Filters being placed on Internet Providers means Porn and other such sites will be blocked in the UK

Towards the end of last month David Cameron announced plans to block internet pornography in order to “protect children and their innocence.” However, the plans will extend much further than just pornography and will automatically block websites which mention alcohol and smoking; esoteric websites; web forums and anorexia and eating disorders websites in the UK according to a report by Open Rights Group.

Thousands of users took to social networking to express their support and anger following the announcements. One Facebook user said: “We cannot let big policies like this be announced in a cynical move to ‘bury’ the story; we cannot sleepwalk into state control of our private lives.” The plans also caused a huge stir on Twitter with the trend #TheBlock reaching the top of the trending topics list on the day of the announcement.

Users can decide whether to keep certain filters on or off but the block will have a “default on” setting for all of the filters. The filters will be implemented by the UK’s major internet service providers, which encompass 95% of British web users. Supporters of the move claim that it will protect children from accidentally stumbling across inappropriate content and hope that it will deter paedophiles from searching for child pornography on popular search engines such as Google.

The fact that you can opt out means that internet users will have to express their desire to not have this content blocked, supporters have used this as justification for the block as if somebody really wants to view this content they should be confident enough to declare it to their internet service provider. However, the plans have received criticism and the move has been compared to government censorship. People who are against the ban argue why the government should have to know which websites people go on in the privacy of their own homes but after growing concerns over child pornography cases such as Stuart Hazell’s and more and more young children coming across inappropriate content on the web, it’s no surprise the ban has received a lot of support.

However, the ban may be impractical to impose as although the government may work with internet service providers; there are just some parts of the web that can’t be censored. The dark internet is where most of the inappropriate content that we do not want people to access lies and it’s anonymous. The block may end up blocking thousands of innocent websites but may not filter more dangerous websites which is a cause for great concern. This is certainly not what we want to do as we imposing on people’s right to freedom and ironically we would be blocking thousands of legitimate websites whilst not blocking the ones which cause the greatest concern.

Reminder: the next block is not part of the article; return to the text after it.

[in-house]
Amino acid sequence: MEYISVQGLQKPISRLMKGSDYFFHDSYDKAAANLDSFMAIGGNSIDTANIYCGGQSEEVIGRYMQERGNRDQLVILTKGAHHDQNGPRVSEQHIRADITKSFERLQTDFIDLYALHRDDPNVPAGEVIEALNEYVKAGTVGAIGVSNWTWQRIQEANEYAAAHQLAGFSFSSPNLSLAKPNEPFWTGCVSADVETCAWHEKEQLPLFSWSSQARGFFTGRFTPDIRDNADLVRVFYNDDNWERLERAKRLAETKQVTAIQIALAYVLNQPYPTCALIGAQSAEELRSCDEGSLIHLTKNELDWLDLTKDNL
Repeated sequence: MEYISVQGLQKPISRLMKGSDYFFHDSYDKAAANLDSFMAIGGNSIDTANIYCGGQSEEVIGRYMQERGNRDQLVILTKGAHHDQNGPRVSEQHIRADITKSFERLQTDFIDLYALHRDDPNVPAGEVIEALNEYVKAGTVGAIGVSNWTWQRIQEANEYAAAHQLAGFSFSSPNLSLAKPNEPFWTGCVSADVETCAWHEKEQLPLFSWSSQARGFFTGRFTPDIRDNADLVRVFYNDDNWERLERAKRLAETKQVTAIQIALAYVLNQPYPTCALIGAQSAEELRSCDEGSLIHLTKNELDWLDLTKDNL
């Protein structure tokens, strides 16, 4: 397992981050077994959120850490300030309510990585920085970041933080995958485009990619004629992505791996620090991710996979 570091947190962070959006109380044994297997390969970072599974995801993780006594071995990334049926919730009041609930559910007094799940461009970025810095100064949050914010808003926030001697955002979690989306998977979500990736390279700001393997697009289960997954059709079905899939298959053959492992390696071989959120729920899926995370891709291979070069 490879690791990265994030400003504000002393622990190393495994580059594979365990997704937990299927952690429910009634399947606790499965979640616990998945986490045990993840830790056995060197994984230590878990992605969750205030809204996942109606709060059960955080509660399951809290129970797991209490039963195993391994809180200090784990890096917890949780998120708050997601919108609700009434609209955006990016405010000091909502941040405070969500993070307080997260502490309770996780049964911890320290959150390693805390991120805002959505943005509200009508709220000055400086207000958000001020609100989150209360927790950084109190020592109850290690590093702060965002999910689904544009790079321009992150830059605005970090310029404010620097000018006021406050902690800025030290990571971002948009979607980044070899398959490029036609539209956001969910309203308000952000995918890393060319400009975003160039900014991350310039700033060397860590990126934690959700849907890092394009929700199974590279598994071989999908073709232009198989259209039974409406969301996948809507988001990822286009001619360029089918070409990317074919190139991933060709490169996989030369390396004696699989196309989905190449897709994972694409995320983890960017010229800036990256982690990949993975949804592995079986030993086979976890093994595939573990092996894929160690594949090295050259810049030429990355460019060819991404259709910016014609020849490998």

I’m a strong believer in freedom and a right to privacy. Most people want to use the internet for good purposes and not to access inappropriate content but with this new block we are imposing on the freedom of millions of web users as this block will extend through to so many innocent sites. If this government censorship continues the internet in this country will soon become like it is in China or North Korea and I believe this block is a disguise by the government to impose on our privacy. It is hard for us to trust the government because even if people to opt out of the block, they will be put on a list and the chances of this list being leaked are very high as this has happened countless times with government files.

In terms of protecting the innocent minds of children it is up to the parents and not the state. Why should all of us be affected by this ban? Our freedom should not be imposed on and what we need to protect children is education. Education to parents on the dangers of the internet is needed and how they can protect their children, the government should not have to intervene this severely when parents should be watching what their children are doing online. The move does not fit into our idea of a democratic society where freedom should be of the utmost importance, you may have the freedom to opt out but then there is the worry of where this information may go and what the government will do with it.

Overall, parents should be allowed to do their job through protection and sex education, the government should not have to impose a ban on the whole nation to protect children when parents should be doing this job and monitoring children online. The failure of some parents is giving the government an unwarranted censorship power over all of us. Paedophiles find inappropriate content through secret search engines so this ban planned for the end of the year may not even work. Let’s just hope opposition to the plan grows and people realise that there are other alternatives for protecting children online.

BY: Rahmon Agbaje